Sign up ×
Stack Overflow is a community of 4.7 million programmers, just like you, helping each other. Join them; it only takes a minute:

My REST resource (using Jersey) receive IPv6 address using QueryParam.

When the address value received in the resource, some of its characters are encoded, don't know with which algorithm.

For example, the address: [fe80::bce8:a33e:2c56:d48a%13]
Arrives like this:
In debug it looks like [fe80::bce8:a33e:2c56:d48a\u00]
But when priting it out: [fe80::bce8:a33e:2c56:d48a]

I understand that '\u00' is translated to white space, but why does this happened? How can I overcome this? Is there a way to decode it?


share|improve this question
The scope identifier should not be sent in the request, it has only logical meaning to the client host: which adapter to use. The request thus should only contain the address: [fe80::bce8:a33e:2c56:d48a] – Steve-o Jan 28 '13 at 16:29
Hi, this is how our logic is working. The client knows the entire IP and cannot parse it. – danieln Jan 29 '13 at 10:33

3 Answers 3

up vote 1 down vote accepted

As per RFC2396:

  Because the percent "%" character always has the reserved purpose of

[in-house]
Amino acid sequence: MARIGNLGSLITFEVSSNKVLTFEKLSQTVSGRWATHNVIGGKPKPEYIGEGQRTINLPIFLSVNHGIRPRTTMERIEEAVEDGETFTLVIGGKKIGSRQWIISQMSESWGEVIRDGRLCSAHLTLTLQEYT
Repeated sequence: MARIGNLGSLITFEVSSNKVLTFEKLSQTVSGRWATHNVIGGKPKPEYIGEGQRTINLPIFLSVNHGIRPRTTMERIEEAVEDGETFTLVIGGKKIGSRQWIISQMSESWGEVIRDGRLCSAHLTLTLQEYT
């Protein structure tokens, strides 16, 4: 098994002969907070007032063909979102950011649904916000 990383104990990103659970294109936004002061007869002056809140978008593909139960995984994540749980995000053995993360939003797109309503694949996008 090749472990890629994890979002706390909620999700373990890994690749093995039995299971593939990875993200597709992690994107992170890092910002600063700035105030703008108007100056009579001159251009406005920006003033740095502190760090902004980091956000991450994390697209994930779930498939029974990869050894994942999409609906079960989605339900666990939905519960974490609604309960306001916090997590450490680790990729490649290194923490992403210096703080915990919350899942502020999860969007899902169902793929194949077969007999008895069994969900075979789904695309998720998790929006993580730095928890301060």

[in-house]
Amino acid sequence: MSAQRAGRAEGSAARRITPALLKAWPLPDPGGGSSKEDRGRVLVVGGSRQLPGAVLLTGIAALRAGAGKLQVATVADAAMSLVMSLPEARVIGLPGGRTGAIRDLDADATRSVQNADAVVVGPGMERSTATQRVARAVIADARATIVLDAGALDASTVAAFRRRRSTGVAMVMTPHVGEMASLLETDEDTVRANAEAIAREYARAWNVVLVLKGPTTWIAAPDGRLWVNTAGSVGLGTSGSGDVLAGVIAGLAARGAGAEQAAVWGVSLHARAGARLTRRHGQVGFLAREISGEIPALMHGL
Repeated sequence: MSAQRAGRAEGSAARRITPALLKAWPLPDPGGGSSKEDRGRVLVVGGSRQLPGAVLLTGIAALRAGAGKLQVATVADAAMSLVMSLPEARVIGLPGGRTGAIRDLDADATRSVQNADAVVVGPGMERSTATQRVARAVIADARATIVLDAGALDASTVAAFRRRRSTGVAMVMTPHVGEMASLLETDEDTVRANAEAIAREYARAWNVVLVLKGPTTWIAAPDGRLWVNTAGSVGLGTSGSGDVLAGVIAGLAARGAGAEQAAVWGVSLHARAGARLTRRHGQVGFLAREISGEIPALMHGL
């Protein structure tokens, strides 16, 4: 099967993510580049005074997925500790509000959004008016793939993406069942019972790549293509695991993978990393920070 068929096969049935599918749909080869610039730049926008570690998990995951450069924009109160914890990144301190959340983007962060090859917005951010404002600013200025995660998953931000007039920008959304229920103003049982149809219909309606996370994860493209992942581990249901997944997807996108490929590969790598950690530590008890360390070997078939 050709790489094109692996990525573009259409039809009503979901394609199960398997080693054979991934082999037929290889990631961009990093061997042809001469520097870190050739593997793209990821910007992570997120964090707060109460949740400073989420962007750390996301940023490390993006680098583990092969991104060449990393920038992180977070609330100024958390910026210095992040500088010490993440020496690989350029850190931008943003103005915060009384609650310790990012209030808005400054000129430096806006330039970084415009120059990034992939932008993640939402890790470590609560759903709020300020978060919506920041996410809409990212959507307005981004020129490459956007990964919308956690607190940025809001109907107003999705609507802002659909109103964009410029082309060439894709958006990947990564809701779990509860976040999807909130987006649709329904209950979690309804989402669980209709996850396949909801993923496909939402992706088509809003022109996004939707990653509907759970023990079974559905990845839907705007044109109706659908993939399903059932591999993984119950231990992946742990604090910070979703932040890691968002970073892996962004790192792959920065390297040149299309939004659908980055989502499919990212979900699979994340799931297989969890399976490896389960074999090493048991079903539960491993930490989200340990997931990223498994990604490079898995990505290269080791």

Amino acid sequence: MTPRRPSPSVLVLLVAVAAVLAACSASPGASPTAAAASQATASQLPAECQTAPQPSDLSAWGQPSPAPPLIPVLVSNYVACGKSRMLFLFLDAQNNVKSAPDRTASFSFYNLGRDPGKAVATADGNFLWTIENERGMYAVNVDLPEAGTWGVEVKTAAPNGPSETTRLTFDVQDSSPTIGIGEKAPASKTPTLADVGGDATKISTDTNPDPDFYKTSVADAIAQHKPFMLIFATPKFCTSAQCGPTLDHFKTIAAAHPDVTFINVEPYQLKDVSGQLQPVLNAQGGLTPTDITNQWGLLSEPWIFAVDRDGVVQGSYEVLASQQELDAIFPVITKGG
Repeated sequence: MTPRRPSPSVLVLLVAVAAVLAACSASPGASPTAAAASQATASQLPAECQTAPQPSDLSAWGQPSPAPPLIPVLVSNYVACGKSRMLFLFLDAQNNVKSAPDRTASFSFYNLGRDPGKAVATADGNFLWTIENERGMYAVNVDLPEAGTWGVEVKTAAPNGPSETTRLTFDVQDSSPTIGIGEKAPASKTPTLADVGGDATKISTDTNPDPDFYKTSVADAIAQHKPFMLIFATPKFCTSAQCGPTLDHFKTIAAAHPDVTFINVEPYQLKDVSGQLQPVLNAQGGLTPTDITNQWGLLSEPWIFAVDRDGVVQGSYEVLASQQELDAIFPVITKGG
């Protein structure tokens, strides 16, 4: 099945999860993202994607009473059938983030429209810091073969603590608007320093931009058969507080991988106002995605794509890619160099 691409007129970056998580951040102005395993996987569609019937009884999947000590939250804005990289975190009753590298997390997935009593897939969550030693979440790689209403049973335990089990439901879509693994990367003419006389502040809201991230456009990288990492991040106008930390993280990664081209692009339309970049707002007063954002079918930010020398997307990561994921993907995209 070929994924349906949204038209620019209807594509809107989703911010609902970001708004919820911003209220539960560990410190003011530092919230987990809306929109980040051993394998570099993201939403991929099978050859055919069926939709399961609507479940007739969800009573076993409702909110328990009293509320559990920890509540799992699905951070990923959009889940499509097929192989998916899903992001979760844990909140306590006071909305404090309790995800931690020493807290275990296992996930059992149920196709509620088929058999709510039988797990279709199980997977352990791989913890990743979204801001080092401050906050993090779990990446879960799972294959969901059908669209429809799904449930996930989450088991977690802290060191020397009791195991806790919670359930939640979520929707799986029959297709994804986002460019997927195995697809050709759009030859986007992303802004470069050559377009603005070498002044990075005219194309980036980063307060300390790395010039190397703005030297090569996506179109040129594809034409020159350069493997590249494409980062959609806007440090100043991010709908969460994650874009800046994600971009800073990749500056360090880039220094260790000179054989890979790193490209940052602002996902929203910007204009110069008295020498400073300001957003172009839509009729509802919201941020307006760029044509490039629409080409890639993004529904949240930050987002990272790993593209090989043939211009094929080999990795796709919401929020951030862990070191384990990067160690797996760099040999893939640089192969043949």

being the escape indicator, it must be escaped as "%25" in order to
  be used as data within a URI.

It is not possible for Jersey to understand whether this is a reserved character or not. So, in your case I believe you should escape the reserved character in your query param, then it should work as expected:

share|improve this answer
You are right. Our clients escaped the parameter and now it's working. – danieln Jan 29 '13 at 10:32

IPv6 addresses consist of eight 4-digit hex characters with seven : separators

hence you need to convert the hex characters to integers independently.

share|improve this answer
I'm not sure what you are saying. Where should I convert them? in the REST resource? How can I convert them if I'm getting the value decoded? – danieln Jan 28 '13 at 8:30
while printing ofcourse, or wherever you intended to use – TheWhiteRabbit Jan 28 '13 at 8:31
I can't convert it because it comes malformed, as you can see in my question. – danieln Jan 28 '13 at 8:37

One of the causes seems to be that you use link-local addresses (those starting with fe80:). Because every link has those addresses the address needs to include a specification of which link you mean. That is the %13 part you see. If the string is parsed as a URL encoded string then %13 will become the DC3 control code (which has hexadecimal number 0x13).

I don't know QueryParam, but this seems a bug. IP addresses aren't URL-encoded so it shouldn't try to decode them...

share|improve this answer
And the % followed by an interface id is perfectly normal – Sander Steffann Jan 28 '13 at 12:21

Your Answer


By posting your answer, you agree to the privacy policy and terms of service.

Not the answer you're looking for? Browse other questions tagged or ask your own question.